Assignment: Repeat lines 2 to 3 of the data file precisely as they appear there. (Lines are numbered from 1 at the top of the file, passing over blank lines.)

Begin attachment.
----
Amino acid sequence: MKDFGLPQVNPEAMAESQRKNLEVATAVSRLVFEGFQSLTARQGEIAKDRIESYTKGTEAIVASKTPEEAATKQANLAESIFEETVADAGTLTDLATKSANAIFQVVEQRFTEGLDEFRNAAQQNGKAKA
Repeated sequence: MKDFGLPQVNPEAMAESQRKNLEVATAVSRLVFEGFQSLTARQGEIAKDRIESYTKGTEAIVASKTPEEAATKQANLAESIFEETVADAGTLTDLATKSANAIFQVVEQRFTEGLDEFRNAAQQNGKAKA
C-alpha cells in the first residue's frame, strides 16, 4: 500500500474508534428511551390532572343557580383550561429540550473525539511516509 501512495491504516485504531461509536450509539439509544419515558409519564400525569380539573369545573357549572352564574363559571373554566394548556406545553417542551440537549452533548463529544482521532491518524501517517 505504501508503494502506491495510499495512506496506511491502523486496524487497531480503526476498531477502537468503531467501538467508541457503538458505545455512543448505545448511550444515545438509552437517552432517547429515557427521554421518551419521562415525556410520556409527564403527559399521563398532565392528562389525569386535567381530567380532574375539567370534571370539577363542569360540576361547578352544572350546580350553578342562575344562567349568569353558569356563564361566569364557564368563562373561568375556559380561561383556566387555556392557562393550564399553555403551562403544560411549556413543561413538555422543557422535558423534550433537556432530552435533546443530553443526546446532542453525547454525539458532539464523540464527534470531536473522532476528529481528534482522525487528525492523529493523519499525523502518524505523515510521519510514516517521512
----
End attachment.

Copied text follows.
Repeated sequence: MKDFGLPQVNPEAMAESQRKNLEVATAVSRLVFEGFQSLTARQGEIAKDRIESYTKGTEAIVASKTPEEAATKQANLAESIFEETVADAGTLTDLATKSANAIFQVVEQRFTEGLDEFRNAAQQNGKAKA
C-alpha cells in the first residue's frame, strides 16, 4: 500500500474508534428511551390532572343557580383550561429540550473525539511516509 501512495491504516485504531461509536450509539439509544419515558409519564400525569380539573369545573357549572352564574363559571373554566394548556406545553417542551440537549452533548463529544482521532491518524501517517 505504501508503494502506491495510499495512506496506511491502523486496524487497531480503526476498531477502537468503531467501538467508541457503538458505545455512543448505545448511550444515545438509552437517552432517547429515557427521554421518551419521562415525556410520556409527564403527559399521563398532565392528562389525569386535567381530567380532574375539567370534571370539577363542569360540576361547578352544572350546580350553578342562575344562567349568569353558569356563564361566569364557564368563562373561568375556559380561561383556566387555556392557562393550564399553555403551562403544560411549556413543561413538555422543557422535558423534550433537556432530552435533546443530553443526546446532542453525547454525539458532539464523540464527534470531536473522532476528529481528534482522525487528525492523529493523519499525523502518524505523515510521519510514516517521512